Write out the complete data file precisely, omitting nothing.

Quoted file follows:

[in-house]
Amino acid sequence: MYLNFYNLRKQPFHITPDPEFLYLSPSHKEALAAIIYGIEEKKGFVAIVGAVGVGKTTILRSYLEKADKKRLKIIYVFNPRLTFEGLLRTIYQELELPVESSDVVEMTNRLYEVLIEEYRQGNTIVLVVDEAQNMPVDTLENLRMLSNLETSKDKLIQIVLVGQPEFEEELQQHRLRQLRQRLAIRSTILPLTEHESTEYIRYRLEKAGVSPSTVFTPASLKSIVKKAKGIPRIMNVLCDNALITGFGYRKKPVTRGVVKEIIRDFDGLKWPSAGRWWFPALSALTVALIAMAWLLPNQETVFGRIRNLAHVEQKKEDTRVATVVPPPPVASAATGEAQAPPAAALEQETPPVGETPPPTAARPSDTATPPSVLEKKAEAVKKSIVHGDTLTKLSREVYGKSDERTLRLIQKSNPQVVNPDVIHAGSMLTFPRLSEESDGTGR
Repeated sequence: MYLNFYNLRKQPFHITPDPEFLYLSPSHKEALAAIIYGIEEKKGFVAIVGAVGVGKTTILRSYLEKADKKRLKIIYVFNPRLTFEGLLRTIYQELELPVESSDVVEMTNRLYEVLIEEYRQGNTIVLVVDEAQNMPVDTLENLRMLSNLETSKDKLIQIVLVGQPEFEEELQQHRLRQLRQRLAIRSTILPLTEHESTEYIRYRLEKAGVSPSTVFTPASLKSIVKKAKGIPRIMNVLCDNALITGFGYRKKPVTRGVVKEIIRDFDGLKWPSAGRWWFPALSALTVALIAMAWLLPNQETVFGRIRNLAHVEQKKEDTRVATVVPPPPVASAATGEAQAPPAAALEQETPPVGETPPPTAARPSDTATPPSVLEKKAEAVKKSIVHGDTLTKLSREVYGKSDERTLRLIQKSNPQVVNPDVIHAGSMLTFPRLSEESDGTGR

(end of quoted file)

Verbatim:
[in-house]
Amino acid sequence: MYLNFYNLRKQPFHITPDPEFLYLSPSHKEALAAIIYGIEEKKGFVAIVGAVGVGKTTILRSYLEKADKKRLKIIYVFNPRLTFEGLLRTIYQELELPVESSDVVEMTNRLYEVLIEEYRQGNTIVLVVDEAQNMPVDTLENLRMLSNLETSKDKLIQIVLVGQPEFEEELQQHRLRQLRQRLAIRSTILPLTEHESTEYIRYRLEKAGVSPSTVFTPASLKSIVKKAKGIPRIMNVLCDNALITGFGYRKKPVTRGVVKEIIRDFDGLKWPSAGRWWFPALSALTVALIAMAWLLPNQETVFGRIRNLAHVEQKKEDTRVATVVPPPPVASAATGEAQAPPAAALEQETPPVGETPPPTAARPSDTATPPSVLEKKAEAVKKSIVHGDTLTKLSREVYGKSDERTLRLIQKSNPQVVNPDVIHAGSMLTFPRLSEESDGTGR
Repeated sequence: MYLNFYNLRKQPFHITPDPEFLYLSPSHKEALAAIIYGIEEKKGFVAIVGAVGVGKTTILRSYLEKADKKRLKIIYVFNPRLTFEGLLRTIYQELELPVESSDVVEMTNRLYEVLIEEYRQGNTIVLVVDEAQNMPVDTLENLRMLSNLETSKDKLIQIVLVGQPEFEEELQQHRLRQLRQRLAIRSTILPLTEHESTEYIRYRLEKAGVSPSTVFTPASLKSIVKKAKGIPRIMNVLCDNALITGFGYRKKPVTRGVVKEIIRDFDGLKWPSAGRWWFPALSALTVALIAMAWLLPNQETVFGRIRNLAHVEQKKEDTRVATVVPPPPVASAATGEAQAPPAAALEQETPPVGETPPPTAARPSDTATPPSVLEKKAEAVKKSIVHGDTLTKLSREVYGKSDERTLRLIQKSNPQVVNPDVIHAGSMLTFPRLSEESDGTGR